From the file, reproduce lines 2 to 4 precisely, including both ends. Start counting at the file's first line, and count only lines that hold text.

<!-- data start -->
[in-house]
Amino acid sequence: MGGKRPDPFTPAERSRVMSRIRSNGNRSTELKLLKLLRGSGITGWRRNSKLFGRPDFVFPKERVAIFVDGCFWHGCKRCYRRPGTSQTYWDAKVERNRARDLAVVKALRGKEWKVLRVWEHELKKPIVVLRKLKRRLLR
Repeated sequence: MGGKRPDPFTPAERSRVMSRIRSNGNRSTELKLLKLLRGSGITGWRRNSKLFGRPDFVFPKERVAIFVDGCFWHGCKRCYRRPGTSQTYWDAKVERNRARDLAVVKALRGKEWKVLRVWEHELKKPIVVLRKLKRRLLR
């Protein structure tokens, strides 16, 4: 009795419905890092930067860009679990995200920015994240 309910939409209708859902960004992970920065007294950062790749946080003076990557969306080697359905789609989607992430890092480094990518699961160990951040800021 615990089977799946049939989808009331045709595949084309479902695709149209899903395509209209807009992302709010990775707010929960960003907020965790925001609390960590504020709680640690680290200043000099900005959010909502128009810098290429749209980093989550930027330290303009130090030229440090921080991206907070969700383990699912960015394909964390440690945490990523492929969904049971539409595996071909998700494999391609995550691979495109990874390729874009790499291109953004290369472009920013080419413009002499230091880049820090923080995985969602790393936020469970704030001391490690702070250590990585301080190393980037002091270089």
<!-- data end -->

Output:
Amino acid sequence: MGGKRPDPFTPAERSRVMSRIRSNGNRSTELKLLKLLRGSGITGWRRNSKLFGRPDFVFPKERVAIFVDGCFWHGCKRCYRRPGTSQTYWDAKVERNRARDLAVVKALRGKEWKVLRVWEHELKKPIVVLRKLKRRLLR
Repeated sequence: MGGKRPDPFTPAERSRVMSRIRSNGNRSTELKLLKLLRGSGITGWRRNSKLFGRPDFVFPKERVAIFVDGCFWHGCKRCYRRPGTSQTYWDAKVERNRARDLAVVKALRGKEWKVLRVWEHELKKPIVVLRKLKRRLLR
């Protein structure tokens, strides 16, 4: 009795419905890092930067860009679990995200920015994240 309910939409209708859902960004992970920065007294950062790749946080003076990557969306080697359905789609989607992430890092480094990518699961160990951040800021 615990089977799946049939989808009331045709595949084309479902695709149209899903395509209209807009992302709010990775707010929960960003907020965790925001609390960590504020709680640690680290200043000099900005959010909502128009810098290429749209980093989550930027330290303009130090030229440090921080991206907070969700383990699912960015394909964390440690945490990523492929969904049971539409595996071909998700494999391609995550691979495109990874390729874009790499291109953004290369472009920013080419413009002499230091880049820090923080995985969602790393936020469970704030001391490690702070250590990585301080190393980037002091270089």